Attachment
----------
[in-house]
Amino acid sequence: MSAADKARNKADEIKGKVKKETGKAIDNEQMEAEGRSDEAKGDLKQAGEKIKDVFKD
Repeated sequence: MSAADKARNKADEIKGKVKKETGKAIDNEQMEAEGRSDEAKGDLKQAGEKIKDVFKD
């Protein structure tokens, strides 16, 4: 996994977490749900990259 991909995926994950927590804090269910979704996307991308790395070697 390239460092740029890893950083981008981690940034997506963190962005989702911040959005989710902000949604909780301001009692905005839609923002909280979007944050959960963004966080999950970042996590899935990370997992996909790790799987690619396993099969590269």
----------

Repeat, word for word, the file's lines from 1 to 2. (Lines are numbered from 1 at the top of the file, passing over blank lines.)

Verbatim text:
[in-house]
Amino acid sequence: MSAADKARNKADEIKGKVKKETGKAIDNEQMEAEGRSDEAKGDLKQAGEKIKDVFKD